Thursday, April 3, 2014

"Lando" And Various Other Afro-Peruvian Dance & Music Forms

Edited by Azizi Powell

This post provides information about & seven videos of various Afro-Peruvian dance and music forms. Those dance and music forms include, but aren't limited to "Lando", "the Panalivio", tap dancing, and "ToroMata". Information about Peru is also included in this post.

Click "Afro-Peruvian Dances & Music : Zamacueca & Festejo" for more information & videos about two other Afro-Peruvian dance/music forms.

The content of this post is presented for cultural, entertainment, and aesthetic purposes.

All content remain with their owners.

Thanks to all those who are featured in these videos, and thanks to the publishers of those videos on YouTube. Thanks also to all those who are quoted in this post.

"Peru ... officially the Republic of Peru (Spanish: República del Perú, ... is a country in western South America. It is bordered in the north by Ecuador and Colombia, in the east by Brazil, in the southeast by Bolivia, in the south by Chile, and in the west by the Pacific Ocean...

The Peruvian population, estimated at 30.4 million, is multiethnic, including Amerindians, Europeans, Africans and Asians. The main spoken language is Spanish, although a significant number of Peruvians speak Quechua or other native languages. This mixture of cultural traditions has resulted in a wide diversity of expressions in fields such as art, cuisine, literature, and music...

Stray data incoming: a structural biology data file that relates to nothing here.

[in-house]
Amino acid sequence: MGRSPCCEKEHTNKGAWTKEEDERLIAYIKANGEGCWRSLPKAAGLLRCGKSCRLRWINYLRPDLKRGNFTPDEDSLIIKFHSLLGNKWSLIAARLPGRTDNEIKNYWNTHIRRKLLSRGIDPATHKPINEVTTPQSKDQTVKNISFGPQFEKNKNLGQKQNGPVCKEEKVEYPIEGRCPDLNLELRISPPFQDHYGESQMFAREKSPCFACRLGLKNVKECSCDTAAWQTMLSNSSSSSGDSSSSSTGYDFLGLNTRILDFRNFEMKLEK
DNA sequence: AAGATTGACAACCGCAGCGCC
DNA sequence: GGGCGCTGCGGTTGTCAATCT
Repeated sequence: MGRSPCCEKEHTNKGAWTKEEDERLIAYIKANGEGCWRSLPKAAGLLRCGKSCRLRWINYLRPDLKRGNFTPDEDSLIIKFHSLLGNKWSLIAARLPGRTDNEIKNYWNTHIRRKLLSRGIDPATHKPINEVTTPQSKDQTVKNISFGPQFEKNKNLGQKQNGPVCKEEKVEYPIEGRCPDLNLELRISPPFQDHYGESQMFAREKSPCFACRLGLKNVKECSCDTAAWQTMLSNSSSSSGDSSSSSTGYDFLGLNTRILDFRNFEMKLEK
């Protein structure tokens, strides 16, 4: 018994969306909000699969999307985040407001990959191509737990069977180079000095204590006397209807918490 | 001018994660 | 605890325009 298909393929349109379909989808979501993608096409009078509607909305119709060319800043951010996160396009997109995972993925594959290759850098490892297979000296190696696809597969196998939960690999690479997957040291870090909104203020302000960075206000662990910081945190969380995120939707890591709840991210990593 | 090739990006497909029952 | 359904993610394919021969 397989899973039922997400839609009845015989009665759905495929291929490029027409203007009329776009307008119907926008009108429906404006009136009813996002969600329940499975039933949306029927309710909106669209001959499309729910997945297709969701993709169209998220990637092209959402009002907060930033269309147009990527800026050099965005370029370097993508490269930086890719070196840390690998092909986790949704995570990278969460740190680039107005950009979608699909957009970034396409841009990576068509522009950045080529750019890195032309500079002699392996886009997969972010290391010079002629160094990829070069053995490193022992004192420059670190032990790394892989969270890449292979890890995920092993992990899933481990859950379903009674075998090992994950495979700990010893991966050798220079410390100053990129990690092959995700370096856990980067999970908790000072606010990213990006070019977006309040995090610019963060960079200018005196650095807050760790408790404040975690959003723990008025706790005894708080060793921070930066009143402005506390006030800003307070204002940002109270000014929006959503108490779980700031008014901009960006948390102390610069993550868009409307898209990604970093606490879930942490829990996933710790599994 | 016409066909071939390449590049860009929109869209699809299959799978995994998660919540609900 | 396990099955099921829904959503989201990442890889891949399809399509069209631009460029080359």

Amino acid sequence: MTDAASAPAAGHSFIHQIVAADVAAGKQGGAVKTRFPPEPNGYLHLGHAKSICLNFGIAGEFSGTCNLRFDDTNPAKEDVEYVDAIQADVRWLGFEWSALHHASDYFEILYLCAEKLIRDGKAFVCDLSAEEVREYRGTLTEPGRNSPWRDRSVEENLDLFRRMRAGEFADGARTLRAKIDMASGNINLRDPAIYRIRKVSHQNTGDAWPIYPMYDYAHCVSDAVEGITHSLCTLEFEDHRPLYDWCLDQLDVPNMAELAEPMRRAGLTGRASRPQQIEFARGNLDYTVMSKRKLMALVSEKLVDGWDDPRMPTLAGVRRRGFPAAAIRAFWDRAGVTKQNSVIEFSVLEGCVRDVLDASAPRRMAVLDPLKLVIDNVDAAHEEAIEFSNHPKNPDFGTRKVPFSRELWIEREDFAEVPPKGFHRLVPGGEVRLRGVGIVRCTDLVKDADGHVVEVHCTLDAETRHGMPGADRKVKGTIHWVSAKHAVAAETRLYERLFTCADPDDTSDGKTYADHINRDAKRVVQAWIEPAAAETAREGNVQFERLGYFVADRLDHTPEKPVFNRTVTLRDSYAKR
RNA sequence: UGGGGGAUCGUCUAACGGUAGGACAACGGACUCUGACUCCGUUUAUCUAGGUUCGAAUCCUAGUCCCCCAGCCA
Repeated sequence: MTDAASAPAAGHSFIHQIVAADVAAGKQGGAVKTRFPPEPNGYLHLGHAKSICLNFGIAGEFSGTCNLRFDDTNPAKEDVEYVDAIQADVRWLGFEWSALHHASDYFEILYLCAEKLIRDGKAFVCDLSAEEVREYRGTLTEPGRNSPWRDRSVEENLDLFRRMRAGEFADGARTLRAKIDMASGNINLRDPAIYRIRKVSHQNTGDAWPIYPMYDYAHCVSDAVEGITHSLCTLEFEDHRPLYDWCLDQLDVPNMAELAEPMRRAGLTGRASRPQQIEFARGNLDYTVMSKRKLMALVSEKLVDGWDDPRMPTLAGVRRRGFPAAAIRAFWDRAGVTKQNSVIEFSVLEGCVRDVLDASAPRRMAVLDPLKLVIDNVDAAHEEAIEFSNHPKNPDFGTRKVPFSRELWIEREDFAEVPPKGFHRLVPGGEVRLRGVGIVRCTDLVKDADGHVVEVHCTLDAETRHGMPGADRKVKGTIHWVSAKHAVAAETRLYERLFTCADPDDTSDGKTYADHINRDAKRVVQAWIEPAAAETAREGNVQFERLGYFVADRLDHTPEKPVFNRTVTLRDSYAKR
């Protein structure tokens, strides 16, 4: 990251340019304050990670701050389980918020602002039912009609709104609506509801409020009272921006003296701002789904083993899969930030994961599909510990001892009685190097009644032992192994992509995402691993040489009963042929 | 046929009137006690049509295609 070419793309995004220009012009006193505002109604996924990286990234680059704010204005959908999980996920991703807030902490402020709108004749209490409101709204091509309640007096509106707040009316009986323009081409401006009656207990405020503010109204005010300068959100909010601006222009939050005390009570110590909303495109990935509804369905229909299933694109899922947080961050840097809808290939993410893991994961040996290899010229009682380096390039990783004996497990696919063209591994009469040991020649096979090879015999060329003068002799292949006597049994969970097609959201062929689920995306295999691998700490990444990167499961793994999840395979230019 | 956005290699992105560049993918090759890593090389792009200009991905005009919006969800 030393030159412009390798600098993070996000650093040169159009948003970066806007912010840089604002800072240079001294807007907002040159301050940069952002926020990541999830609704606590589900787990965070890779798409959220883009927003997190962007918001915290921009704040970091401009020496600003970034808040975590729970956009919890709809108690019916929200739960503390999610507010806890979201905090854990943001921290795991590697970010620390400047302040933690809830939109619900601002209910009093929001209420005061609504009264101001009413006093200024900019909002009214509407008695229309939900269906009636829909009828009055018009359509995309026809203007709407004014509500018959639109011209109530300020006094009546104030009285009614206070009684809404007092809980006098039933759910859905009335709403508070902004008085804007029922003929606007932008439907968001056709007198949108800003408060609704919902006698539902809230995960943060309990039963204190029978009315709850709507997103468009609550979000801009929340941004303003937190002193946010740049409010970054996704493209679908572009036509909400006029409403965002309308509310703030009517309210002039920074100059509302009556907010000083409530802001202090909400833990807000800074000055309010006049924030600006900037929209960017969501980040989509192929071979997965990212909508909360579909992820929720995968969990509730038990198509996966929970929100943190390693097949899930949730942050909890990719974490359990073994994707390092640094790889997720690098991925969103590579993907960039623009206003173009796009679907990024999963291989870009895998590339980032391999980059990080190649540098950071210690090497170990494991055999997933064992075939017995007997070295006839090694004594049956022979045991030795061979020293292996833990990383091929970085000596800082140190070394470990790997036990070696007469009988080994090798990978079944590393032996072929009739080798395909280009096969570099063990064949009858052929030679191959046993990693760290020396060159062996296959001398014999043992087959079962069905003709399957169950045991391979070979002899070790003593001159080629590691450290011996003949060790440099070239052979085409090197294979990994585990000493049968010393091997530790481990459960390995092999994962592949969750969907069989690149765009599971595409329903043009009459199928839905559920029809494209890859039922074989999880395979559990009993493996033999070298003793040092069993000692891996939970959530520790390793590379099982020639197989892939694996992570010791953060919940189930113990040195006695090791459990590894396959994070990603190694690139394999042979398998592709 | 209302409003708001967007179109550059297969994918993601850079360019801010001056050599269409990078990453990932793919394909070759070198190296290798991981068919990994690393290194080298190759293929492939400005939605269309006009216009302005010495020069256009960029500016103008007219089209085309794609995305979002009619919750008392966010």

[Peru is a] multiethnic country formed by different groups over five centuries. Amerindians inhabited Peruvian territory for several millennia before the Spanish Conquest of the 16th century;... Spaniards and Africans arrived in large numbers under colonial rule, mixing widely with each other and indigenous peoples. Gradual European immigration from Italy, Spain, France, Britain, and Germany followed independence.[74] Peru freed its black slaves in 1854.[75] Chinese arrived in the 1850s, replacing slave workers, and have since greatly influenced Peruvian society.[76]

...According to the CIA World Factbook, the majority of the people in Peru are Amerindians, mostly Quechua and Aymara, followed by mestizos.[60] Yet, in a 2006 survey from the Instituto Nacional de Estadística e Informática (INEI), the Peruvian population self-identified primarily as mestizo (59.5%), followed by Quechua (22.7%), Aymara (2.7%), Amazonian (1.8%), Black/Mulatto (1.6%), white (4.9%), and "Others" (6.7%).[72]